There are Nobel Prizes, and then there are Ig Nobel prizes. Few actively pursue the latter, annual awards given by the Annals of Improbable Research to “honor achievements that make people laugh, then think.”
This year’s Ig Nobel ceremony, held at Harvard University last week (September 22), bestowed recognition on research from disparate fields.
The prize in economics went to a study from researchers in the U.K. and New Zealand who examined the personality of rocks in a sly critique of a commonly used scale in marketing research for rating the personality associated with a brand.
The Ig Nobel prize in reproduction went to research by the late Ahmed Shafik of Cairo University. Among other things, Shafik studied whether underpants of different materials—polyester, cotton, or wool—affect male sexuality, both in rats and humans. (Polyester could have an “injurious” influence, he reported in 2009.)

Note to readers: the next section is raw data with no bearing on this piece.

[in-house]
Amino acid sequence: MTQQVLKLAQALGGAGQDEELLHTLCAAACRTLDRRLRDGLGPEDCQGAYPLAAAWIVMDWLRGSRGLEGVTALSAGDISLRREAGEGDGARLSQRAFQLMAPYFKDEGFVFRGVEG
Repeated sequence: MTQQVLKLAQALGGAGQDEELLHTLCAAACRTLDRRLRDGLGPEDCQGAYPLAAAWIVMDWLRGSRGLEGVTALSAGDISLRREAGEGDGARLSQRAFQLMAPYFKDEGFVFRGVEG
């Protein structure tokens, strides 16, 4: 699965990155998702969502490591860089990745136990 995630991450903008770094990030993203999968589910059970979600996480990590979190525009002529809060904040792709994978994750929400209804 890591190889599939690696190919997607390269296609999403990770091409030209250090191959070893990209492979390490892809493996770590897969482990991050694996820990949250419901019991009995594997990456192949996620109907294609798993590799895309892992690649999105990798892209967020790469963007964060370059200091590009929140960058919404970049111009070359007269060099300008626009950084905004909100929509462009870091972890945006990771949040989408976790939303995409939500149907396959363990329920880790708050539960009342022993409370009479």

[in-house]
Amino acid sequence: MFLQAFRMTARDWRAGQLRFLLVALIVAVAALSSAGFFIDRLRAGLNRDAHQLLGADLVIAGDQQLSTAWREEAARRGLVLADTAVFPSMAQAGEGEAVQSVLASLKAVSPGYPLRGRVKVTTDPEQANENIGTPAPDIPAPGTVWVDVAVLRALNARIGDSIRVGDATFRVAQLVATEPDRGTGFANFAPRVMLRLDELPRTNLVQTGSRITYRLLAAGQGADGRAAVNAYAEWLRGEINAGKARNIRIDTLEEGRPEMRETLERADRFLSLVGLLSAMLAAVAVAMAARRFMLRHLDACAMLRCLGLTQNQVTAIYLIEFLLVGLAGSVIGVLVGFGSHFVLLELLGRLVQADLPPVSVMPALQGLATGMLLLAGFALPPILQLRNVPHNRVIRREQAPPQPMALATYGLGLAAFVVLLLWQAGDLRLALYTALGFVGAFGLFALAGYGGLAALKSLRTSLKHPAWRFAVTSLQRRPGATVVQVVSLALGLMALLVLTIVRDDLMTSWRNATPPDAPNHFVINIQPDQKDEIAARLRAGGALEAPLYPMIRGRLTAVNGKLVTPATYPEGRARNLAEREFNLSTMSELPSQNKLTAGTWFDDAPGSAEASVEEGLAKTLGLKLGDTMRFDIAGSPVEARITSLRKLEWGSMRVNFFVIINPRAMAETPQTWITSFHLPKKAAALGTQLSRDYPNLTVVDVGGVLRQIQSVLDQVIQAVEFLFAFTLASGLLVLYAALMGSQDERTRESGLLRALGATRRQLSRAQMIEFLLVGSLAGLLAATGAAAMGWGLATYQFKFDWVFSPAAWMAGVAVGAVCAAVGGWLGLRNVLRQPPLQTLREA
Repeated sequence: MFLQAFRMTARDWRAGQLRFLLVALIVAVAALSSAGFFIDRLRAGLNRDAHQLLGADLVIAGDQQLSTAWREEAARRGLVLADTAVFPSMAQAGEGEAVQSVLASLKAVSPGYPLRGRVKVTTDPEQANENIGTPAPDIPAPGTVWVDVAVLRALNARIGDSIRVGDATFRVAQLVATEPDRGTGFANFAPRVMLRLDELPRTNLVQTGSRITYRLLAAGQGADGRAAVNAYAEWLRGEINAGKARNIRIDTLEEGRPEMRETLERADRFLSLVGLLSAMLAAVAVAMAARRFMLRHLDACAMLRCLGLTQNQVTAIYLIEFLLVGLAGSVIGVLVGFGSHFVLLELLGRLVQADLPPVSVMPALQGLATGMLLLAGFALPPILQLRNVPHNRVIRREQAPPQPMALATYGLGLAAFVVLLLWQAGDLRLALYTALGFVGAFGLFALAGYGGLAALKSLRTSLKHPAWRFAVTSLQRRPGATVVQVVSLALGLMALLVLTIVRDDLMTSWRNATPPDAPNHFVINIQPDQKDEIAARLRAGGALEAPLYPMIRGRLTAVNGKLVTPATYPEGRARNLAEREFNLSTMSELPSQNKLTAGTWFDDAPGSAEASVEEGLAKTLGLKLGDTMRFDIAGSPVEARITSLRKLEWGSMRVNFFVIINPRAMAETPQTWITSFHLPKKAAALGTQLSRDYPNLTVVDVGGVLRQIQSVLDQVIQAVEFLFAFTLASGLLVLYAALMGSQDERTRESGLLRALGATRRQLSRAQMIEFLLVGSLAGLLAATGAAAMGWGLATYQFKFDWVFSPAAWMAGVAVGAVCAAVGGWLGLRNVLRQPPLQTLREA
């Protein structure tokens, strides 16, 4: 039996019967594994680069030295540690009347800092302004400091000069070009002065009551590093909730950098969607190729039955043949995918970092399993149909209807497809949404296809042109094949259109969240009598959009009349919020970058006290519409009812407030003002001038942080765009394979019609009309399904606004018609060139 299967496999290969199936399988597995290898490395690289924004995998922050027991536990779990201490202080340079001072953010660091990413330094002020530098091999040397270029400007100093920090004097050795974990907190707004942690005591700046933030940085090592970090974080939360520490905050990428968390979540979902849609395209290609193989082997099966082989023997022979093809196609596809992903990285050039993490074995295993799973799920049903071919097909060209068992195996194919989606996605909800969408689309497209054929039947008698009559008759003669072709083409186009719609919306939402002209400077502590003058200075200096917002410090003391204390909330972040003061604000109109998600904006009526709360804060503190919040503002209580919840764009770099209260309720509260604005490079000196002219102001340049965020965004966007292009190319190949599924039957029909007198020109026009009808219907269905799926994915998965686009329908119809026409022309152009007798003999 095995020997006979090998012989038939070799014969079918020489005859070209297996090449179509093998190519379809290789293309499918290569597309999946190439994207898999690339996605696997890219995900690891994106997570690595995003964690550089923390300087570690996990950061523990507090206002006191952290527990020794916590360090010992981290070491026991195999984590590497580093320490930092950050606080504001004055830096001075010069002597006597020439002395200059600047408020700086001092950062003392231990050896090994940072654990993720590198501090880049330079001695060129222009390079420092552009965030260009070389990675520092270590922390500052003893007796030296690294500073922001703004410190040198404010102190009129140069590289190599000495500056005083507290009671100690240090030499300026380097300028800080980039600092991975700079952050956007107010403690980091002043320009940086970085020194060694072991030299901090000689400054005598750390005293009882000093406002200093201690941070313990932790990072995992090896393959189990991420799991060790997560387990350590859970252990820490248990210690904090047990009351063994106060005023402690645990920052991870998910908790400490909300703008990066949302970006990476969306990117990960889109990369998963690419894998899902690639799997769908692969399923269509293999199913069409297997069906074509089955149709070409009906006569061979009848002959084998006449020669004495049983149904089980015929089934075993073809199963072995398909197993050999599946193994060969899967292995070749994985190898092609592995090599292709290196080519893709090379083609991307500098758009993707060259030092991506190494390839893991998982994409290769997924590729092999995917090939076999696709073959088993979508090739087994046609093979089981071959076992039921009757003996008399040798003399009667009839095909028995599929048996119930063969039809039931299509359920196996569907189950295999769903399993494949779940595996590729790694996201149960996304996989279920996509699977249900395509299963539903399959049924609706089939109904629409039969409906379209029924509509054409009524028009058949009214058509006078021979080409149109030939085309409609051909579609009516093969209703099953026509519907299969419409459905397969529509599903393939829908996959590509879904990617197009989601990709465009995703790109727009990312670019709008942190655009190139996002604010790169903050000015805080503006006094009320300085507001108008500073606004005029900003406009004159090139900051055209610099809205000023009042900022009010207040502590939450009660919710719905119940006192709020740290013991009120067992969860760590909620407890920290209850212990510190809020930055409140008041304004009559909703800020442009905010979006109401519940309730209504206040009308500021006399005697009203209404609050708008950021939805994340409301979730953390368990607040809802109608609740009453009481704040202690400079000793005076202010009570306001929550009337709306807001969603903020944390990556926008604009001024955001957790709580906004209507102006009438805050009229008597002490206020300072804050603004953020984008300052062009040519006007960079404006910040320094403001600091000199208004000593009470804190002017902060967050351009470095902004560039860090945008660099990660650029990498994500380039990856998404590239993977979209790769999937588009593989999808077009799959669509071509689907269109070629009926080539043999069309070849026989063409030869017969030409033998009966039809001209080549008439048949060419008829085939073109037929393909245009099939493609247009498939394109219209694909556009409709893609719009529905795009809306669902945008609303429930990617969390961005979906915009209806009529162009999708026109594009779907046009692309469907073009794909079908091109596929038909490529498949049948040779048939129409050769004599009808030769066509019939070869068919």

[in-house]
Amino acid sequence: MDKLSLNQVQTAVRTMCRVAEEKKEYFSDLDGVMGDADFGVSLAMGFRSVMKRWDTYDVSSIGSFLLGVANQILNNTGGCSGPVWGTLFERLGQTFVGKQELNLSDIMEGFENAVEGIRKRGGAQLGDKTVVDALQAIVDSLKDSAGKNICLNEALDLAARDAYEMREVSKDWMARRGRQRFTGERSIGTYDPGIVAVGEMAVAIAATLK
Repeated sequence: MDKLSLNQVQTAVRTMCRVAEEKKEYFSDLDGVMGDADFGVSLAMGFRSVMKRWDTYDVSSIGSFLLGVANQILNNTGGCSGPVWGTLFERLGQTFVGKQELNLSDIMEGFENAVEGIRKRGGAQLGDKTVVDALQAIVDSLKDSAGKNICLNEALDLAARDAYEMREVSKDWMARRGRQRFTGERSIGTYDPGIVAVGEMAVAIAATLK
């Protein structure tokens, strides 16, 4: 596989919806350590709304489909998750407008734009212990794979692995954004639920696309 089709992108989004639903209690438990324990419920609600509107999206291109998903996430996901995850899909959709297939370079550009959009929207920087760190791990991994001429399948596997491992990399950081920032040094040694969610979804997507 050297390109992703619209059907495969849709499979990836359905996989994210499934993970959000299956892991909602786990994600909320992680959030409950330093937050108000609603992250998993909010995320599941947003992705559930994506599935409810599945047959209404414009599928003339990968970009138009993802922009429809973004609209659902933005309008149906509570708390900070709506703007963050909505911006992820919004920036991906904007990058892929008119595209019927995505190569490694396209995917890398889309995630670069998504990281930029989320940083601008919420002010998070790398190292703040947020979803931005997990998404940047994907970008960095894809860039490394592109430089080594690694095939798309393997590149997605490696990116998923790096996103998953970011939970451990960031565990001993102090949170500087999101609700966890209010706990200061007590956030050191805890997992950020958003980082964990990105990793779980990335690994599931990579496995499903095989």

Honors were also given to researchers who investigated whether the world looks different when you bend over and view it upside down (it does), surveyed how often liars lie (often, so the stud participants say), and reflected “on the reception and detection of pseudo-profound bullshit.”
The prize may spotlight eyebrow-raising research, but the goal is to “spur people’s interest in science, medicine, and technology,” according to the Annals of Improbable Research. “Good achievements can also be odd, funny, and even absurd.”